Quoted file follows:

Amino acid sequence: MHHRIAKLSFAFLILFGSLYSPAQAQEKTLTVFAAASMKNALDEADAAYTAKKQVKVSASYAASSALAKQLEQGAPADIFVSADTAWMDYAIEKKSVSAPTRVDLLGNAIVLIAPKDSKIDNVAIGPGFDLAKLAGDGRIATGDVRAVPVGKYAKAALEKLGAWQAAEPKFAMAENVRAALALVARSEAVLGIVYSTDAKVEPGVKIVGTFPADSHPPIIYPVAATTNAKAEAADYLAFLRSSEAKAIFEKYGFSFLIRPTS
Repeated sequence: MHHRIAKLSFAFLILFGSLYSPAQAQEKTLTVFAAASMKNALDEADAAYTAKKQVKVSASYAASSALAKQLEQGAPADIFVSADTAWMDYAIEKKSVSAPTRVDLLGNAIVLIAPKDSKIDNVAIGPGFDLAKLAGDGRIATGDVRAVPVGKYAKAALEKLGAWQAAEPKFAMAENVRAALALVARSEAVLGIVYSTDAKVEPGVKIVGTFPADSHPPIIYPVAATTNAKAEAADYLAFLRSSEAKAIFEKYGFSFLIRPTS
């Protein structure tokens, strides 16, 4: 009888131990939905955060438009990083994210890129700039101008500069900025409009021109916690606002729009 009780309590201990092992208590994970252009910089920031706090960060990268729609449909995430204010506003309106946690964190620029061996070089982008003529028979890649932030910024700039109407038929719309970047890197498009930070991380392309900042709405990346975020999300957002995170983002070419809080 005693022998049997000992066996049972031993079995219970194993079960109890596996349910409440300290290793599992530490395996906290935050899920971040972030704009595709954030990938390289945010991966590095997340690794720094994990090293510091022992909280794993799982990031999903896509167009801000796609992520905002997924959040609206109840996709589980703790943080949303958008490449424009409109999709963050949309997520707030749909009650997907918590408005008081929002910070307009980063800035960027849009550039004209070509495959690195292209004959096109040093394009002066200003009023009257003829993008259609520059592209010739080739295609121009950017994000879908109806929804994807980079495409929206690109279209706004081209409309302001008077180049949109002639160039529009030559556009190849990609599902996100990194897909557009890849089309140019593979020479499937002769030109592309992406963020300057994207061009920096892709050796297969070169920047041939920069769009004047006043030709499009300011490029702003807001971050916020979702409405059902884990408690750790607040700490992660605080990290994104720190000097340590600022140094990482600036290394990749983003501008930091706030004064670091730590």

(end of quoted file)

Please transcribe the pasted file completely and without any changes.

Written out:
Amino acid sequence: MHHRIAKLSFAFLILFGSLYSPAQAQEKTLTVFAAASMKNALDEADAAYTAKKQVKVSASYAASSALAKQLEQGAPADIFVSADTAWMDYAIEKKSVSAPTRVDLLGNAIVLIAPKDSKIDNVAIGPGFDLAKLAGDGRIATGDVRAVPVGKYAKAALEKLGAWQAAEPKFAMAENVRAALALVARSEAVLGIVYSTDAKVEPGVKIVGTFPADSHPPIIYPVAATTNAKAEAADYLAFLRSSEAKAIFEKYGFSFLIRPTS
Repeated sequence: MHHRIAKLSFAFLILFGSLYSPAQAQEKTLTVFAAASMKNALDEADAAYTAKKQVKVSASYAASSALAKQLEQGAPADIFVSADTAWMDYAIEKKSVSAPTRVDLLGNAIVLIAPKDSKIDNVAIGPGFDLAKLAGDGRIATGDVRAVPVGKYAKAALEKLGAWQAAEPKFAMAENVRAALALVARSEAVLGIVYSTDAKVEPGVKIVGTFPADSHPPIIYPVAATTNAKAEAADYLAFLRSSEAKAIFEKYGFSFLIRPTS
């Protein structure tokens, strides 16, 4: 009888131990939905955060438009990083994210890129700039101008500069900025409009021109916690606002729009 009780309590201990092992208590994970252009910089920031706090960060990268729609449909995430204010506003309106946690964190620029061996070089982008003529028979890649932030910024700039109407038929719309970047890197498009930070991380392309900042709405990346975020999300957002995170983002070419809080 005693022998049997000992066996049972031993079995219970194993079960109890596996349910409440300290290793599992530490395996906290935050899920971040972030704009595709954030990938390289945010991966590095997340690794720094994990090293510091022992909280794993799982990031999903896509167009801000796609992520905002997924959040609206109840996709589980703790943080949303958008490449424009409109999709963050949309997520707030749909009650997907918590408005008081929002910070307009980063800035960027849009550039004209070509495959690195292209004959096109040093394009002066200003009023009257003829993008259609520059592209010739080739295609121009950017994000879908109806929804994807980079495409929206690109279209706004081209409309302001008077180049949109002639160039529009030559556009190849990609599902996100990194897909557009890849089309140019593979020479499937002769030109592309992406963020300057994207061009920096892709050796297969070169920047041939920069769009004047006043030709499009300011490029702003807001971050916020979702409405059902884990408690750790607040700490992660605080990290994104720190000097340590600022140094990482600036290394990749983003501008930091706030004064670091730590």